In a speech in this House on 16 May last I referred to various notable overseas economists who had endorsed the Johnson thesis. Since then it has been endorsed by other economists in an Australian context, notably Peter Johnson of the Reserve Bank, who produced an article earlier this year which made this point, Professor Galbraith, a distinguished American economist who came to Australia a couple of months ago, Professor Michael Parkin of the University of Manchester and currently a research economist with the Reserve Bank, and Dr Michael Porter from the International Monetary Fund, and also the Reserve Bank this year. All these people have endorsed the Johnson thesis. Despite the fact that the Leader of the Opposition has achieved international notoriety by describing, during a debate earlier this year, Professor Johnson as a discredited American academic it seems more than likely that imported inflation has been an important factor in accounting for the higher rate of inflation Australia has experienced in recent years. The previous Government, by refusing to acknowledge this factor, pursued needlessly restrictive budgetary policies and left Australia completely exposed to that overseas inflation by refusing to revalue the currency. Thus Australia bore the full brunt of increased import prices which encouraged local prices to rise. As Dr Porter has shown, we were left also with an uncontrolled speculative capital inflow which greatly inflated the money supply and thereby sowed the seeds of further inflation which we are now experiencing. At the winter school of the Economic Society in Sydney on 9 November last, Dr Porter made some comments on Professor Argy's paper on world inflation. Referring to exchange rate policy Dr Porter said:

A rigid exchange rate tends to guarantee that a country shares in the broad trend of world prices. Countries may resist such trends by steady revaluation combined with a degree of monetary, restraint. Attempting to resist world inflationary trends without revaluation causes the domestic currency to become over-valued and this then generates speculative inflow. The resulting increase in liquidity ultimately aggravates domestic inflation. . . .

That exactly describes what happened in Australia last year and the year before. If we look at the balance of payments and the state of international reserves we find that in the past couple of years there was tremendous inflow into this country. In 1969-70 it was $798m; in 1970-71 it was $l,469m; in 1971- 72 it was $l,858m; and in the last 6 months of last year it was $996m. Much of this capital inflow was speculative and some of it was induced by the higher interest rates applying in Australia as compared with those available overseas.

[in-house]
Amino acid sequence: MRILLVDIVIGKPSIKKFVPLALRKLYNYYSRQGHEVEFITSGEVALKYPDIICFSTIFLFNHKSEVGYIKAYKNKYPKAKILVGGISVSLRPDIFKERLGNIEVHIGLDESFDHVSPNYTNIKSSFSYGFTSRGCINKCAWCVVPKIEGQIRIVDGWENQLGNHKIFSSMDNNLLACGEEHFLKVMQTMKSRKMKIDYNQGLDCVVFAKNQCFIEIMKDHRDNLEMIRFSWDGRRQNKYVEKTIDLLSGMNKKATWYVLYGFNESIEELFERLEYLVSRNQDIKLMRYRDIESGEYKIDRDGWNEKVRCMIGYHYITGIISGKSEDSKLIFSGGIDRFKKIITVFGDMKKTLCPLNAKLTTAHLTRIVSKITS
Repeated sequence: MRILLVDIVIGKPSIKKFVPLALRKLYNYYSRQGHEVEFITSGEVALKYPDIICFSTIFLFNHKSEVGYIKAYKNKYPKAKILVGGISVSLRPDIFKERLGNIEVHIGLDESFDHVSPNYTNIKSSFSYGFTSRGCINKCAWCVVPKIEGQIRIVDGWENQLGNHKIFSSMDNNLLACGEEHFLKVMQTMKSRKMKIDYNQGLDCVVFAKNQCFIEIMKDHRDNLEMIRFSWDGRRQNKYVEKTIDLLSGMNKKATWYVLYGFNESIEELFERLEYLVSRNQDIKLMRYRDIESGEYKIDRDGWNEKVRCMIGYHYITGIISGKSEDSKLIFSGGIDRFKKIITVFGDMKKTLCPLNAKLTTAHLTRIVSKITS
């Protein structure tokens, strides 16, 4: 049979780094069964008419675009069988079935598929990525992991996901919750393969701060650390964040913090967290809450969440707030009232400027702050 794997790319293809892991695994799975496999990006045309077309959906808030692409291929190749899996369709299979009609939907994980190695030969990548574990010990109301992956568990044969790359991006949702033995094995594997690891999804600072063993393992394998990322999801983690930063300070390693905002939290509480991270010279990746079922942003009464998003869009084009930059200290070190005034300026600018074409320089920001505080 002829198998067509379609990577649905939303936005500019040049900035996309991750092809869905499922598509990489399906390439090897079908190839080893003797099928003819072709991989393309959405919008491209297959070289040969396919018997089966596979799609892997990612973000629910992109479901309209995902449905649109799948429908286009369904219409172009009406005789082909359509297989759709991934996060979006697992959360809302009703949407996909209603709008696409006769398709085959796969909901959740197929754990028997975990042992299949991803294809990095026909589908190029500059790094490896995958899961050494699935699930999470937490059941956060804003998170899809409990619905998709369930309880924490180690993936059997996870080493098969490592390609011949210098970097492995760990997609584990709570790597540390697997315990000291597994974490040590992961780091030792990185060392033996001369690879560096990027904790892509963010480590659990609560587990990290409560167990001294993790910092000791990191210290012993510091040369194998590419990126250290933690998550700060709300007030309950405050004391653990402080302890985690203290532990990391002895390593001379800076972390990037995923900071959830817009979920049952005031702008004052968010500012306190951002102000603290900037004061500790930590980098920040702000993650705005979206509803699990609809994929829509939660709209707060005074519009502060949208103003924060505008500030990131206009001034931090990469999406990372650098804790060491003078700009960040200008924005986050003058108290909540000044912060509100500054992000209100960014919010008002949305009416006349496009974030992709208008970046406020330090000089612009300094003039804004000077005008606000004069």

Dr Porterhas produced a paper to be published in the 'Economic Record' entitled The Interdependence of Monetary Policy and Capital Inflows in Australia'. In this paper he explains that the previous Government's refusal to revalue the currency led to specula tive inflow which in turn expanded the money supply, and the Government's attempts to offset that increased liquidity by using monetary policy, that is, by selling government bonds to soak up money, meant that interest rates remained high and so induced further capital inflow. This in turn swelled our reserves even further so speculators brought in more overseas money as they sensed a revaluation. The Government attempted to offset this by further sales of government bonds. That kept interest rates high and so more capital was induced into the country. In this way our international reserves swelled even further and more speculative capital flowed in. And so the process continued.

The former Government's stubborn - indeed one might say idiotic - refusal to revalue was leading to a quite uncontrolled explosion of capital inflow, our international reserves and the money supply. I have referred to the figures of capital inflow. An even more dramatic picture is shown in the movement of our official reserves. In June 1970 they were $l,538m; in June 1971 they were $2,280m; in June 1972 they were $3,764m; and then, in November 1972, only 5 months later, they were $4,73 8m, an incredible increase of $974m. In December 1972 the official reserves were $4,8 16m; in January 1973 they were $4,849m and in September 1973 they had fallen to $4,090m.

It can be seen that in the last few months of office of the previous Government the economic policy was not sound at all. In fact, it was totally out of control. Overseas capital was flooding into the country. Overseas reserves were increasing at an unprecedented rate. Consequently the money supply was going crazy. In 1968-69 the money supply increased by 9.1 per cent; in 1969-70 it increased by 6.2 per cent; in 1970-71 it increased by 6.8 per cent; in 1971-72 it increased by 10.5 per cent and in the first 6 months of 1972-73 it increased by 16.7 per cent. By allowing the money supply to increase at such an extraordinary rate last year the previous Government was building up an inflationary time bomb set to go off this year. Economists differ as to the degree of importance to be attached to increases in the money supply but all agree that it is quite inflationary to allow the money supply to increase at a rapid rate.